The complaint does not refer to the cluster of fake accounts as “Spamouflage,” but private researchers and a spokesperson for Meta told CNN that the social media activity described by the DOJ is part of that network. As part of a mission “to manipulate public perceptions of [China], the Group uses its misattributed social media accounts to threaten, harass and intimidate specific victims,” the complaint states.
When asked about Spamouflage’s reported links to Chinese law enforcement, a spokesperson for China’s embassy in Washington, Liu Pengyu, denied the allegations.
“China always respects the sovereignty of other countries. The US accusation has no factual evidence or legal basis. It is entirely politically motivated. China firmly opposes it,” Liu said in a statement to CNN. He claimed that the US “invented the weaponizing of the global information space.”
A report released by Meta in August illustrates how the posts from the network often align with the workday hours in China. The report described “bursts of activity in the mid-morning and early afternoon, Beijing time, with breaks for lunch and supper, and then a final burst of activity in the evening.”
And while Meta detected posts from various regions in China, the company and other researchers have found centralized coordination that relentlessly pushed identical messages across multiple social media platforms, sometimes repeatedly insulting the same individuals who have questioned the Chinese government.
One of those individuals is Jiayang Fan, a journalist for The New Yorker who told CNN she began facing harassment by the network when she covered pro-democracy protests in Hong Kong in 2019.
Jiayang Fan, a US-based journalist, says the online harrassment against her began when she covered the 2019 pro-democracy protests in Hong Kong.
Attacks directed at Fan – which ranged from cartoons of her painting her face white as though rejecting her identity to accusations that she killed her mother for profit – carry telltale signs of the Spamouflage network, said Darren Linvill of the Media Forensics Hub at Clemson University. Linvill’s group found more than 12,000 tweets attacking Fan using the same hashtag, #TraitorJiayangFan.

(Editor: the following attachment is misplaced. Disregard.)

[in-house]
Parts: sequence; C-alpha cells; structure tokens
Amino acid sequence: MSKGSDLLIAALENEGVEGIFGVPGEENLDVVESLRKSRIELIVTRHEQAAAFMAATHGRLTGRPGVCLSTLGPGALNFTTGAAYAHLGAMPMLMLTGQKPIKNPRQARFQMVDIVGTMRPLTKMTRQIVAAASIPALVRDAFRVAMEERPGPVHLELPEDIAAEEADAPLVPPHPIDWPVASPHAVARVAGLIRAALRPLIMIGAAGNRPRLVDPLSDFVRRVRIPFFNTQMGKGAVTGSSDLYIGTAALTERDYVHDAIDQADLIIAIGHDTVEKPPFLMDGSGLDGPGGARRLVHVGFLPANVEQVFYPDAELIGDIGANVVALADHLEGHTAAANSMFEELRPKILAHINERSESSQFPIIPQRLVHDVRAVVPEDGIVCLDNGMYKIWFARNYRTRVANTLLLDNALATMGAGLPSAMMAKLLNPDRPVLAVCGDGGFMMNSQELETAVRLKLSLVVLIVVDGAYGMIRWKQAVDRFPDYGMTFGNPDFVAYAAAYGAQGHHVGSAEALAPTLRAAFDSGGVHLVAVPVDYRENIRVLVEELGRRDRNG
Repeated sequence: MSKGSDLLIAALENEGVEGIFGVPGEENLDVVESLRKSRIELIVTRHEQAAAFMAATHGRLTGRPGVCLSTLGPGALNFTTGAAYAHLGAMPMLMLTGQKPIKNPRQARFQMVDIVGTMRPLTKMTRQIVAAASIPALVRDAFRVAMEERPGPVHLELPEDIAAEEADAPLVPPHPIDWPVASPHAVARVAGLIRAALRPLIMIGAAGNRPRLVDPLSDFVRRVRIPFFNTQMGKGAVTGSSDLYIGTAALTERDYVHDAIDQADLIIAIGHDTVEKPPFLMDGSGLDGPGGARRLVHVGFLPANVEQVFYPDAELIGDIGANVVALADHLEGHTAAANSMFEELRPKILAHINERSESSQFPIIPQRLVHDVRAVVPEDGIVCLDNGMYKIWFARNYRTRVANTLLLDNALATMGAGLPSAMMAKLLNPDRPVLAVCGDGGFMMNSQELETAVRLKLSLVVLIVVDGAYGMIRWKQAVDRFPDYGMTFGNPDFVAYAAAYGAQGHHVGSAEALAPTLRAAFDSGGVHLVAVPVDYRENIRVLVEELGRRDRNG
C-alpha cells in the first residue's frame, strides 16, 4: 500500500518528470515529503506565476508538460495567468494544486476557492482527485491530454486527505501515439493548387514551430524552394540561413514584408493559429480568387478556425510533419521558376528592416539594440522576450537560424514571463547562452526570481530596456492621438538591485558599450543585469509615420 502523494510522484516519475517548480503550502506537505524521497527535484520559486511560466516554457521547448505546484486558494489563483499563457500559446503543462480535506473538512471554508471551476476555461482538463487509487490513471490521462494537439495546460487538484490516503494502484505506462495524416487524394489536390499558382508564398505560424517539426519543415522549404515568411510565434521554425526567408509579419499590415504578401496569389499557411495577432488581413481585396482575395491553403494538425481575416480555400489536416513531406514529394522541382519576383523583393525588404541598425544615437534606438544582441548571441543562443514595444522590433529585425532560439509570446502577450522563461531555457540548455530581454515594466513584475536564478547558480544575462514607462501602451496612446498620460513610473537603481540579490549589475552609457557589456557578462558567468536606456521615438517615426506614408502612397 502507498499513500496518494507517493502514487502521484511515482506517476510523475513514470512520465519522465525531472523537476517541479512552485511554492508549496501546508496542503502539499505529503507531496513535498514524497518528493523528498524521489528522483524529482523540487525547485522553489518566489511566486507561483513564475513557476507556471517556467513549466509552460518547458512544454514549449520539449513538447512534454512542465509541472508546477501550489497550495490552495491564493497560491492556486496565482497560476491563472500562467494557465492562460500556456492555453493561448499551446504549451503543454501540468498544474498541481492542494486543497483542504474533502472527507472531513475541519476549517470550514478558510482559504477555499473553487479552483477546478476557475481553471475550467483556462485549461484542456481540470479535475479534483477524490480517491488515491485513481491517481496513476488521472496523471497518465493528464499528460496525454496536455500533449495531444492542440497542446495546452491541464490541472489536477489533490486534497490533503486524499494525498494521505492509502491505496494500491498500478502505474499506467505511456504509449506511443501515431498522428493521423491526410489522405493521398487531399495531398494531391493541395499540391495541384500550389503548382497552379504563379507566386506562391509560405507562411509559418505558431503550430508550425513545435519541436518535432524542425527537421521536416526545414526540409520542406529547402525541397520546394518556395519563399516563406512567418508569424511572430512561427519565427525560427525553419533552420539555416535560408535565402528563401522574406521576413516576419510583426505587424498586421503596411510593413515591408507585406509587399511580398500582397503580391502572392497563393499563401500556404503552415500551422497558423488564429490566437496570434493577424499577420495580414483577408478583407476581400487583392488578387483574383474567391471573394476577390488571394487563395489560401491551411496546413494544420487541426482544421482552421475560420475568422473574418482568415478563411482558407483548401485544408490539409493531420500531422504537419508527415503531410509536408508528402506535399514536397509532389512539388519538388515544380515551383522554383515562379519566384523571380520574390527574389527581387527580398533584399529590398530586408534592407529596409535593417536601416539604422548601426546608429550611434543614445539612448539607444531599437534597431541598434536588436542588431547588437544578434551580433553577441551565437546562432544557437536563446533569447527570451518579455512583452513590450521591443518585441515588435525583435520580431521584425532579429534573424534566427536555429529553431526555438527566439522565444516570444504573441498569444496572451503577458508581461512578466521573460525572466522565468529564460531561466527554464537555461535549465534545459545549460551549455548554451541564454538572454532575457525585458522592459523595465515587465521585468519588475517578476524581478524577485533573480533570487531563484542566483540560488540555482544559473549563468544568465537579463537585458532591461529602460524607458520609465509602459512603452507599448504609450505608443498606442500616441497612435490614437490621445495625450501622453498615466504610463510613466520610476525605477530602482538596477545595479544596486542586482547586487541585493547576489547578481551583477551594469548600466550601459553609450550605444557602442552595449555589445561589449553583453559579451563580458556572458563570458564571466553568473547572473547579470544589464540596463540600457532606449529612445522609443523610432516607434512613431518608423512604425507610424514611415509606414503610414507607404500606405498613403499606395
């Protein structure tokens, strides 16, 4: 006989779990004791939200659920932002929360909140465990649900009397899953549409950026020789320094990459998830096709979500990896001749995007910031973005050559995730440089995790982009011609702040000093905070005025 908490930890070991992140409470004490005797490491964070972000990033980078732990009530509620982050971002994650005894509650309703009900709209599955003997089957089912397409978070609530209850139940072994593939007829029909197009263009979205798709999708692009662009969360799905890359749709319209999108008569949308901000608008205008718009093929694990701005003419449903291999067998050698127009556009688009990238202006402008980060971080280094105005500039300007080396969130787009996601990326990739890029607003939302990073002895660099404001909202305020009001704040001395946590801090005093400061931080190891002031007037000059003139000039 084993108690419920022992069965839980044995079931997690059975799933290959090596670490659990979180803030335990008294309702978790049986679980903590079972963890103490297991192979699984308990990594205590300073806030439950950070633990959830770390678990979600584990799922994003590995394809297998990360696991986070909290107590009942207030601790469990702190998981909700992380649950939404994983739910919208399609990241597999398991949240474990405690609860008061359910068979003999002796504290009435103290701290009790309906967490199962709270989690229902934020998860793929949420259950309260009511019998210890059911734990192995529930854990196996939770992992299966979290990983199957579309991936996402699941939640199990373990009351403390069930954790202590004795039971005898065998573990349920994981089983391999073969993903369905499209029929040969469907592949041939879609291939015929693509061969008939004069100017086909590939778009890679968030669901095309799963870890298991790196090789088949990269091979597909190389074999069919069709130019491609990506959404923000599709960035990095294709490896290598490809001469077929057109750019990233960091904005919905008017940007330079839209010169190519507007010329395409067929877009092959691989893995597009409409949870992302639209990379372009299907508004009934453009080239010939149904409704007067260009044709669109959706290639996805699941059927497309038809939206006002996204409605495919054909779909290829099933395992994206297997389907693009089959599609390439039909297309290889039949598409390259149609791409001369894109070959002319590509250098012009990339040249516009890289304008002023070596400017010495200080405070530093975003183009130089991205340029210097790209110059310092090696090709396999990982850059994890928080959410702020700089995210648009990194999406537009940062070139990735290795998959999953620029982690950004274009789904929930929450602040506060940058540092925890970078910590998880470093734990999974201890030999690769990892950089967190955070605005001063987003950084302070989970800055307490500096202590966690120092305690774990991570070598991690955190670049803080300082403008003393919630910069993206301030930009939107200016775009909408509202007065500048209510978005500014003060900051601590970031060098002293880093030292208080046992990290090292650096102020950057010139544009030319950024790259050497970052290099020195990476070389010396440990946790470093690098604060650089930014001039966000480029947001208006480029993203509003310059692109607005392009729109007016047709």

Although she hasn’t lived in China since she was a child, Fan believes such messages have been levelled against her to spark fear and silence others.
“This is part of a very old Chinese Communist Party playbook to intimidate offenders and aspiring offenders,” said Fan, who questioned what her distant relatives in China may think when they see such content. “It is uncomfortable for me to know that they are seeing these portrayals of me and have no idea what to believe.”
Experts who track online influence campaigns say there are signs of a shift in China’s strategy in recent years. In the past, the Spamouflage network mostly focused on issues domestically relevant to China. However, more recently, accounts tied to the group have been stoking controversy around global issues, including developments in the United States.
Spamouflage accounts – some of which posed as Texas residents – called for protests of plans to build a rare-earths processing facility in Texas and spread negative messages about a separate US manufacturing company, according to a report by cybersecurity firm Mandiant last year. The report also described how the campaign promoted negative content about the Biden administration’s efforts to hasten mineral production that would curb US reliance on China.
Other posts by the network have referenced how “racism is an indelible shame on American democracy” and how the US committed “cultural genocide against the Indians,” according to a Meta report in August. Another post claimed that former House Speaker Nancy Pelosi is “riddled with scandals.”
Spamouflage is “evolving in tactics. It’s evolving in themes.”
Ben Nimmo, global lead for threat intelligence at Meta
Chinese government-linked accounts have also posted messages that included a call to “kill” President Biden, a cartoon featuring the so-called QAnon Shaman who rioted at the US Capitol as a symbol of “western style democracy,” and a post that suggested US defense contractors profit off the deaths of innocent people, according to a Department of Homeland Security report in April obtained through a records request.
The DOJ complaint filed against Chinese officials alleged that last year they sought to take advantage of the second anniversary of George Floyd’s death and post on social media about his murder to “reveal the law enforcement brutality” in the US. They also received a task to “work on 2022 US midterm elections and criticize American democracy.”